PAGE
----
The 5G materials battle – sub-6GHz vs mmWave
IDTechEx’ latest report on Thermal Management for 5G addresses the trends in 5G deployment and how this impacts the antenna design, choice of semiconductor technology, die attach materials and thermal interface materials. Both technological aspects and market forecasts are included for the next 10 years. Additionally, it considers many smartphones and how the incorporation of 5G is impacting thermal materials (interface and heat spreaders).
5G deployment is in full swing, with mid-band infrastructure installed by the end of 2021 representing nearly six times what it was in 2019. However, this doesn’t mean that all of the 5G materials challenges have been solved.
Much of the 5G infrastructure is repurposed 4G equipment at lower frequency bands. The real transition to 5G comes from the adoption of higher frequencies which have largely been categorised into sub-6GHz and mmWave (>20GHz) bands. One of the key challenges is thermal management. As 5G deployment transitions to higher frequency, the antenna design, technology, and material choices transition too. This will impact several factors such as the semiconductor technology, the associated die-attach materials, and thermal interface materials.
Short term deployment is largely sub-6 GHz, in the long term, mmWave dominates.
Whilst sub-6GHz 5G may not provide the astonishing speeds and applications often publicised for 5G, it plays a crucial role in achieving coverage over large areas. Some of this is accounted for in lower bands more comparable to historic 4G, but as we push above 4GHz, the historic LDMOS (laterally-diffused metal-oxide semiconductor) power amplifiers begin to struggle with efficiency. This is where wide bandgap semiconductors like GaN (gallium arsenide) start to shine. We have started to see GaN being adopted by players like Huawei in their 4G infrastructure.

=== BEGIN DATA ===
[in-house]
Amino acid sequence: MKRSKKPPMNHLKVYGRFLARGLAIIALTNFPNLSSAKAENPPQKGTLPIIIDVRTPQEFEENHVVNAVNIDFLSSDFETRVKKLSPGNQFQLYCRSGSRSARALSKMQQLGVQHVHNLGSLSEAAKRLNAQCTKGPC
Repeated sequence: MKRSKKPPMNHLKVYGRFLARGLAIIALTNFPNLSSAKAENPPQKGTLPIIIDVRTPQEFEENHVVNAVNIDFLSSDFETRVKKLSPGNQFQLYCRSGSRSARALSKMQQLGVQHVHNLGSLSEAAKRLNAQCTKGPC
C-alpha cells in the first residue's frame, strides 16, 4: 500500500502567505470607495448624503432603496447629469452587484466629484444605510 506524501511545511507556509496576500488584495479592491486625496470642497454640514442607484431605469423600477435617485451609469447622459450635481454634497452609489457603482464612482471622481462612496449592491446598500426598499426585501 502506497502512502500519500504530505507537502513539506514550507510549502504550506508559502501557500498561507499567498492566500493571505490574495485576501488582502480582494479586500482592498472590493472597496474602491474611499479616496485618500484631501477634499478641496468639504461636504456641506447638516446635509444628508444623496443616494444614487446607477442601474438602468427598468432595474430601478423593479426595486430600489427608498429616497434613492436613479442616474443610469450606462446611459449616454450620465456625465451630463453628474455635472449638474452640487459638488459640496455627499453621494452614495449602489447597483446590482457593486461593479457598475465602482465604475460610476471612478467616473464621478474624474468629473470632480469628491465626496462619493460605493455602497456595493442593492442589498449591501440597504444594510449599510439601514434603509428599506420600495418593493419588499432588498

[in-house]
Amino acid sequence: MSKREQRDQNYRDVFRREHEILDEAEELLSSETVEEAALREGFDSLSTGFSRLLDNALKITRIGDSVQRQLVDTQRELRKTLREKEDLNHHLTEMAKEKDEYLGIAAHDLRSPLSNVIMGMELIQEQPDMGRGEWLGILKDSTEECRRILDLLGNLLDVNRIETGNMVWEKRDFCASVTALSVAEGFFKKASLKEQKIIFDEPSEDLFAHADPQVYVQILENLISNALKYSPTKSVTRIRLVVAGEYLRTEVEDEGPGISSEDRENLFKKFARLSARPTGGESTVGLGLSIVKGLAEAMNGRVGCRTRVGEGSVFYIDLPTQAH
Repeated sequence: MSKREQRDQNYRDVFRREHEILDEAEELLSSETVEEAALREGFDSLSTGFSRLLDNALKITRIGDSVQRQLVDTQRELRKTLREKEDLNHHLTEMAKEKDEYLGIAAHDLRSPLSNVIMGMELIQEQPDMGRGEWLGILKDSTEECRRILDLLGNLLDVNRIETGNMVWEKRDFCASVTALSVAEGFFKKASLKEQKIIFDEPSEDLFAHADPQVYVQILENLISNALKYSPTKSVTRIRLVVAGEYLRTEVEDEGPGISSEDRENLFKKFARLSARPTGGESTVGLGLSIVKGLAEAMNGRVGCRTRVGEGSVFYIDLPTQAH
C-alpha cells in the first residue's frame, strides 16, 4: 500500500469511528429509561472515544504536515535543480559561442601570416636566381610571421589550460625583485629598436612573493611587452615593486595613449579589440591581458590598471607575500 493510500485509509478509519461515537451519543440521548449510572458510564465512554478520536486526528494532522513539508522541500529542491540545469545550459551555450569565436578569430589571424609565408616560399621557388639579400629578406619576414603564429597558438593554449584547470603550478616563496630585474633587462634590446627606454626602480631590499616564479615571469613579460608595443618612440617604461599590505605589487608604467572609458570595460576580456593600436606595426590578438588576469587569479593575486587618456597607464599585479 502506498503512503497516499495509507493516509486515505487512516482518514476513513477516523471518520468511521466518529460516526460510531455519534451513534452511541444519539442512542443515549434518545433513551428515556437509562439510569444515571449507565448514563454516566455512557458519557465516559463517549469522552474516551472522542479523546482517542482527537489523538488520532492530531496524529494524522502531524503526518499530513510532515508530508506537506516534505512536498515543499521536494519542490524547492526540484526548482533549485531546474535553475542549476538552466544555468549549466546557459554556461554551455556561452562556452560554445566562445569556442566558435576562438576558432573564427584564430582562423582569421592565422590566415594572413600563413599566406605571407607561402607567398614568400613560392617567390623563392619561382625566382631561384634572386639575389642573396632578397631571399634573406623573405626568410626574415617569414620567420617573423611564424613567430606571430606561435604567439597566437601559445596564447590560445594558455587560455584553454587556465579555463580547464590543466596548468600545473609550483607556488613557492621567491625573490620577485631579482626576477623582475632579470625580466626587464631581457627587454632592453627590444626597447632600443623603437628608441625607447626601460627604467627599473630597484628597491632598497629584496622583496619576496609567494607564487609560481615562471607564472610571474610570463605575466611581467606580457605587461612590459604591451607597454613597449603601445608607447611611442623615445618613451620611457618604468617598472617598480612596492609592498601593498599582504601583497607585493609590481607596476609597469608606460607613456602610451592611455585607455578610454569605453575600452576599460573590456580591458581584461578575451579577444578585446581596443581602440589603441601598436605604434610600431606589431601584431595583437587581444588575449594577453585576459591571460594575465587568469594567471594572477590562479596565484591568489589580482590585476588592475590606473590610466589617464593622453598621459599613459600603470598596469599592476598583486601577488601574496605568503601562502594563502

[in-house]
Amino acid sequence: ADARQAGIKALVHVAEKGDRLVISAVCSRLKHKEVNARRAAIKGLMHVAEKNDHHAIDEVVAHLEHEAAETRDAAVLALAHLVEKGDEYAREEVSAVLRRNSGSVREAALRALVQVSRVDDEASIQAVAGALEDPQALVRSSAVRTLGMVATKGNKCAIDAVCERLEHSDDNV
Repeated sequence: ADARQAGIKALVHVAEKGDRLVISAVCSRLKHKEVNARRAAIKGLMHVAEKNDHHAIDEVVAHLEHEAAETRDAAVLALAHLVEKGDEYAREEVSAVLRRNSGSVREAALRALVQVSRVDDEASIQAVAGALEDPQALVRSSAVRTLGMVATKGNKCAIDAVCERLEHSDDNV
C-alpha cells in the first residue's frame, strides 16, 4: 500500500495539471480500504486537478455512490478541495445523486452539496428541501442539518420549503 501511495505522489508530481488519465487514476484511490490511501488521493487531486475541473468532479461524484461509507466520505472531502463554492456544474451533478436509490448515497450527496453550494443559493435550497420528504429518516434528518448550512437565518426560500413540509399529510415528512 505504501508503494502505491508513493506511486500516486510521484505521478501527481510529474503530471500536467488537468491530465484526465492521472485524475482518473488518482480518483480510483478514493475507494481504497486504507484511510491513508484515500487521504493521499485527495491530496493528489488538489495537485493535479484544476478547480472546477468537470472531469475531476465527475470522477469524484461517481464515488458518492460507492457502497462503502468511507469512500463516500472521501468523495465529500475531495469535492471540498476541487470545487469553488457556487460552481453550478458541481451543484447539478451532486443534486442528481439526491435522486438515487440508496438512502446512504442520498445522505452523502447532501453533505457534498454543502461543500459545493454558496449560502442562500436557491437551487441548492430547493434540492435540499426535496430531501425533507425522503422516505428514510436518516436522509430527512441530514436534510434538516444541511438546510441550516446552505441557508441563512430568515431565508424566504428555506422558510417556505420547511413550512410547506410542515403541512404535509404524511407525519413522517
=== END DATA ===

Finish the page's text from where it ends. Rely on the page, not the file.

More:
We are expecting GaN to take a greater market share in 5G and with GaN comes a transition in the die attach technology. In fact, IDTechEx is predicting that GaN power amplifiers will see a four-fold increase in yearly demand over the next 10 years for 5G infrastructure. AuSn is the typical die attach material for GaN today, but we foresee an opportunity for sintered pastes as a replacement with their improved thermal performance.
mmWave is the high-frequency technology that can deliver on the potentially wonderous applications of 5G with incredible download speeds and ultra-low latency. The challenge comes with signal propagation: as the frequency increases, so does the attenuation of the signal, leading to reduced range and easy blocking by walls, windows, and even severe weather conditions.
To increase the antenna gain, the number of antenna elements will increase, but thanks to the smaller wavelength, the antenna units themselves will shrink. This leads to a much more tightly packed array of power amplifiers and beam-forming electronic components and with that, a greater thermal management challenge. Thanks to the greater number of antenna elements, the power demand on each amplifier can potentially be reduced, but the highly compact nature of the electronics will lead to greater integration of components and likely rely more on silicon-based technologies. However, mmWave small cells will require greater deployment numbers to provide sufficient coverage and due to their deployment scenarios, are unlikely to be able to utilise active cooling methods, combining this with the densification of beamforming components will present greater requirements for thermal interface materials.
Another popular technology for 5G is massive MIMO (multiple-input and multiple-output), enabling infrastructure to serve more terminals in the same frequency band. This increases the number of RF chains per installation, beamforming capabilities, and the number of antenna elements used in networks. The result is an increase in the materials required for the antenna PCB, power amplifiers, beam-forming components, and many more. Massive MIMO also drives data transfer rates and channels higher leading to a greater requirement on baseband processing units, power consumption, and hence greater market opportunities for thermal interface materials.